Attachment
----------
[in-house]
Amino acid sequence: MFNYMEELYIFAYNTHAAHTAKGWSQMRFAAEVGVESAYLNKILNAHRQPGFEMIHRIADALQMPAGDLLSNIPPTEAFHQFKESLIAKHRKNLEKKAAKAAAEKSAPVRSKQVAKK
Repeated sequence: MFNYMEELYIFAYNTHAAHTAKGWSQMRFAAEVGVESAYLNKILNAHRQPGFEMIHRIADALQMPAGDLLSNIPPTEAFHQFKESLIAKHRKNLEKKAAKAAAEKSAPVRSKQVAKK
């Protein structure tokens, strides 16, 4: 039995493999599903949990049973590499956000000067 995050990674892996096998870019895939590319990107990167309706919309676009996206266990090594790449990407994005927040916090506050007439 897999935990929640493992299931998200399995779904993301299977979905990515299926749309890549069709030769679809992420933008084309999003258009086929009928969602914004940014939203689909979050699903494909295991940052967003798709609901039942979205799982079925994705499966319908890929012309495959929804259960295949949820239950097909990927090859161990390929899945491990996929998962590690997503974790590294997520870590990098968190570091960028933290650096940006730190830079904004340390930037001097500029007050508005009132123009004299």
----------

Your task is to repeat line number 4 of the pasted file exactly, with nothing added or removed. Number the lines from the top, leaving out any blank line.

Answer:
């Protein structure tokens, strides 16, 4: 039995493999599903949990049973590499956000000067 995050990674892996096998870019895939590319990107990167309706919309676009996206266990090594790449990407994005927040916090506050007439 897999935990929640493992299931998200399995779904993301299977979905990515299926749309890549069709030769679809992420933008084309999003258009086929009928969602914004940014939203689909979050699903494909295991940052967003798709609901039942979205799982079925994705499966319908890929012309495959929804259960295949949820239950097909990927090859161990390929899945491990996929998962590690997503974790590294997520870590990098968190570091960028933290650096940006730190830079904004340390930037001097500029007050508005009132123009004299």